the light; "only drop the left elbow a bit -- there, that's it; now a
little to the left -- the knee -- that will do."

The girl settled herself into the pose, glanced at the clock, and then
turning to Gethryn said, "And I am to look at you, am I not?"

"Where could you find a more charming object?" murmured he, sorting
his brushes.

"Thank you," she pouted, stealing a glance at him; "than you?"

"Except Mademoiselle Elise. There, now we begin!"

The rest of the hour was disturbed only by the sharp rattle of brushes
and the scraping of the palette knife.

"Are you tired?" asked Gethryn, looking at the clock; "you have ten
minutes more."

"No," said the girl, "continue."

Finally Gethryn rose and stepped back.

"Time," he said, still regarding his work. "Come and give me a
criticism, Elise."

The girl stretched her limbs, and then, stepping down, trotted over to

"What do you say?" he demanded, anxiously.

Artists often pay more serious attention to the criticisms of their
models than to those of a brother artist. For, although models may be
ignorant of method -- which, however, is not always the case -- from
seeing so much good work they acquire a critical acumen which often
goes straight to the mark.

It was for one of these keen criticisms that the young man was
listening now.

"I like it very much -- very much," answered the girl, slowly;
"but, you see -- I am not so cold in the face -- am I?"

"Hit it, as usual," muttered the artist, biting his lip; "I've got
more greens and blues in there than there are in a peacock's tail.
You're right," he added, aloud, "I must warm that up a bit -- there
in the shadows, and keep the high lights pure and cold."

Elise nodded seriously. "Monsieur Chaplain and I have finished our
picture," she announced, after a pause.

It is a nave way models have of appropriating work in which, truly
enough, they have no small share. They often speak of "our pictures"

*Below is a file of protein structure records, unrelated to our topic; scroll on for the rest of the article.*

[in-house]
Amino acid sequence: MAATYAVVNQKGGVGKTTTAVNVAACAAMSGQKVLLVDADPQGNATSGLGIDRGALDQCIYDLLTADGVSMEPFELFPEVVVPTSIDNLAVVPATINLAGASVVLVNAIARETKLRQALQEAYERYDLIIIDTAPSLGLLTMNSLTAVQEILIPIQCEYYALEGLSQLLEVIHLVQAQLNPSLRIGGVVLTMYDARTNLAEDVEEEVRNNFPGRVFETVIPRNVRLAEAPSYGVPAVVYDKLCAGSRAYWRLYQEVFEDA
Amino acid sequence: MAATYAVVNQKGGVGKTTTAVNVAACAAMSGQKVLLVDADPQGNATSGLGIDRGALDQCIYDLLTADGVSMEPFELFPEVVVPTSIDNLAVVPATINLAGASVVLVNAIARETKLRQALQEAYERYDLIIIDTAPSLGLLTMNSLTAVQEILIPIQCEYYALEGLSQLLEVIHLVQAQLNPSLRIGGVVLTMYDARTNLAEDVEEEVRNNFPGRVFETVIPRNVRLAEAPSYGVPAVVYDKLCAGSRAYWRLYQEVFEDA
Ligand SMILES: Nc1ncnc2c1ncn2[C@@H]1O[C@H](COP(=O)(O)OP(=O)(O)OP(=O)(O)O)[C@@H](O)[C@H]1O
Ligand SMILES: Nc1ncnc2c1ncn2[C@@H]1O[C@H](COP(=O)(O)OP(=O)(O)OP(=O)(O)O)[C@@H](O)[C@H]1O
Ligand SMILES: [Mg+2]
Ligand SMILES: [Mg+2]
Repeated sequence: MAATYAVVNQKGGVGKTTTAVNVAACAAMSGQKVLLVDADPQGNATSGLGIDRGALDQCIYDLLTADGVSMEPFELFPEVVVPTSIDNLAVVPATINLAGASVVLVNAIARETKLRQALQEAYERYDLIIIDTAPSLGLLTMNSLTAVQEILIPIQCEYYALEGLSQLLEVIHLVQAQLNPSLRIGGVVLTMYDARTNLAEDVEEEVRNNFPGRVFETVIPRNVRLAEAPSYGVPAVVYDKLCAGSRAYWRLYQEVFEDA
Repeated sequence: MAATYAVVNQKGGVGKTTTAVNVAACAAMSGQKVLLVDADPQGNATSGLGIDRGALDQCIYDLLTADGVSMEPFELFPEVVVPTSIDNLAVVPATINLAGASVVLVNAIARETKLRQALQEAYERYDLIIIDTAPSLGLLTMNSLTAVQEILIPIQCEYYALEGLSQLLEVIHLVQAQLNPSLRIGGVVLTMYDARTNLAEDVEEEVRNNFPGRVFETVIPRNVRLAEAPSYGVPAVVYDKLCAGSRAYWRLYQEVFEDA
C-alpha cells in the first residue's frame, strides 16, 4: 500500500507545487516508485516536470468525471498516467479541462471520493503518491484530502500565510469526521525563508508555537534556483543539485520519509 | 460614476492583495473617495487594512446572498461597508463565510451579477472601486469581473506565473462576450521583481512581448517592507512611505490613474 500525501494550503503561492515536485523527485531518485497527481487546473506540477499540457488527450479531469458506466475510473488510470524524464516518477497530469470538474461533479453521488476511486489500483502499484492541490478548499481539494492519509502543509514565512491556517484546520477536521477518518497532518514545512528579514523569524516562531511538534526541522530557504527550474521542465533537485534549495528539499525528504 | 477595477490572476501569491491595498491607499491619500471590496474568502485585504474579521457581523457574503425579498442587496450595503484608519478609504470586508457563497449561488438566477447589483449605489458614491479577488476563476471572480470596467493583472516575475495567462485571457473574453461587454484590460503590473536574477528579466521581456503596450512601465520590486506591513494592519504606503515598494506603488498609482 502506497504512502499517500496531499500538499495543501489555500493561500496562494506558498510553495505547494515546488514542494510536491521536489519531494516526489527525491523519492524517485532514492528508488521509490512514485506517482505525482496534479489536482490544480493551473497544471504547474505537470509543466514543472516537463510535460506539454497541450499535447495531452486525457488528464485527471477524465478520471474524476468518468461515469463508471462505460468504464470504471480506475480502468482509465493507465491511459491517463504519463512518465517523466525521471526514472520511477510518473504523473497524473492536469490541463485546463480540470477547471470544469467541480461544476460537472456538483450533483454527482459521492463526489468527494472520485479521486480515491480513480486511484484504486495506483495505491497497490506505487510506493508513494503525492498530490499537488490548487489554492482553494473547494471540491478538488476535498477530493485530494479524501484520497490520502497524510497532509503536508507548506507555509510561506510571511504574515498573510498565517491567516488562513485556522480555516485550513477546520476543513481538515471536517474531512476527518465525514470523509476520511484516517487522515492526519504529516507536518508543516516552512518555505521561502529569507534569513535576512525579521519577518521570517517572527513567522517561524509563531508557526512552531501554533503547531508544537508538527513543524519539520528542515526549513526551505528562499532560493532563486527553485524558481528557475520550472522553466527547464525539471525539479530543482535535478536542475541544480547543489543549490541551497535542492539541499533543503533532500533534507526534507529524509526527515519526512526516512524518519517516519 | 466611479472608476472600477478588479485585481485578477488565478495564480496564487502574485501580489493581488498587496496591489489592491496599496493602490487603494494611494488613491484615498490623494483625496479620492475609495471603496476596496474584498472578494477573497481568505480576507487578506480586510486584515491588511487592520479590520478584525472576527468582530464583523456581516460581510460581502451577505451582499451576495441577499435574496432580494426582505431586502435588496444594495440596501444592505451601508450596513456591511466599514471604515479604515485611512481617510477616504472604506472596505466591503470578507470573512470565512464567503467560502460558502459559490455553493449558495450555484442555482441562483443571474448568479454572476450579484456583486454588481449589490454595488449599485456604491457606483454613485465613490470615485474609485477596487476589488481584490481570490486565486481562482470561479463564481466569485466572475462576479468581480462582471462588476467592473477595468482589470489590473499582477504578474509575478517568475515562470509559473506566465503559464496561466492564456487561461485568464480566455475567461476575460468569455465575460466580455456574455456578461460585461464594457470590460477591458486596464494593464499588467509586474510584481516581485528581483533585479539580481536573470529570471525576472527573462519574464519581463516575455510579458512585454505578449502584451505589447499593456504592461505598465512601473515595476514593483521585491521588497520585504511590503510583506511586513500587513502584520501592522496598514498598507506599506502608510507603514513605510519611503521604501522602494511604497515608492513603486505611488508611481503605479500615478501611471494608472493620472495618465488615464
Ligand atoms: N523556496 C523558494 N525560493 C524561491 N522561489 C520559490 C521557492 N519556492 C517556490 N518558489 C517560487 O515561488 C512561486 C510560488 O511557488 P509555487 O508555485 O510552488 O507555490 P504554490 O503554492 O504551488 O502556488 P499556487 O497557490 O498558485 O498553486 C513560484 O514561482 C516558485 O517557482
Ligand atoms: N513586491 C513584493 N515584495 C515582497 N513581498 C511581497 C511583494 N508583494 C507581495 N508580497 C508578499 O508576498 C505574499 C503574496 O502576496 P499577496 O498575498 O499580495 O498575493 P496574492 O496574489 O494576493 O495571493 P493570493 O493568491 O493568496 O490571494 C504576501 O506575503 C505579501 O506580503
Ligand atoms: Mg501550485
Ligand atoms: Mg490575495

and "our success."

"How do you like it?" asked the artist, absently.

"Good," -- she shrugged her shoulders -- "but not truth."

"Right again," murmured Gethryn.

"I prefer Dagnan," added the pretty critic.

"So do I -- rather!" laughed Gethryn.

"Or you," said the girl.

"Come, come," cried the young man, coloring with pleasure, "you
don't mean it, Elise!"

"I say what I mean -- always," she replied, marching over to the
pups and gathering them into her arms.

"I'm going to take a cigarette," she announced, presently.

"All right," said Gethryn, squeezing more paint on his palette,
"you'll find some mild ones on the bookcase."

Elise gave the pups a little hug and kiss, and stepped lightly over to
the bookcase. Then she lighted a cigarette and turned and surveyed
herself in the mirror.

"I'm thinner than I was last year. What do you think?" she demanded,
studying her pretty figure in the glass.

"Perhaps a bit, but it's all the better. Those corsets simply ruined
you as a model last year."

Elise looked serious and shook her head.

"I do feel so much better without them. I won't wear them again."

"No, you have a pretty, slender figure, and you don't want them.
That's why I always get you when I can. I hate to draw or paint from a
girl whose hips are all discolored with ugly red creases from her
confounded corset."

The girl glanced contentedly at her supple, clean-limbed figure, and
then, with a laugh, jumped upon the model stand.

"It's not time," said Gethryn, "you have five minutes yet."

"Go on, all the same." And soon the rattle of the brushes alone
broke the silence.

At last Gethryn rose and backed off with a sigh.

"How's that, Elise?" he called.

She sprang down and stood looking over his shoulder.

"Now I'm like myself!" she cried, frankly; "it's delicious! But
hurry and block in the legs, why don't you?"

"Next pose," said the young man, squeezing out more color.

And so the afternoon wore away, and at six o'clock Gethryn threw down
his brushes with a long-drawn breath.

"That's all for today. Now, Elise, when can you give me the next
pose? I don't want a week at a time on this; I only want a day now and

The model went over to her dress and rummaged about in the pockets.

"Here," she said, handing him a notebook and diary.

He selected a date, and wrote his name and the hour.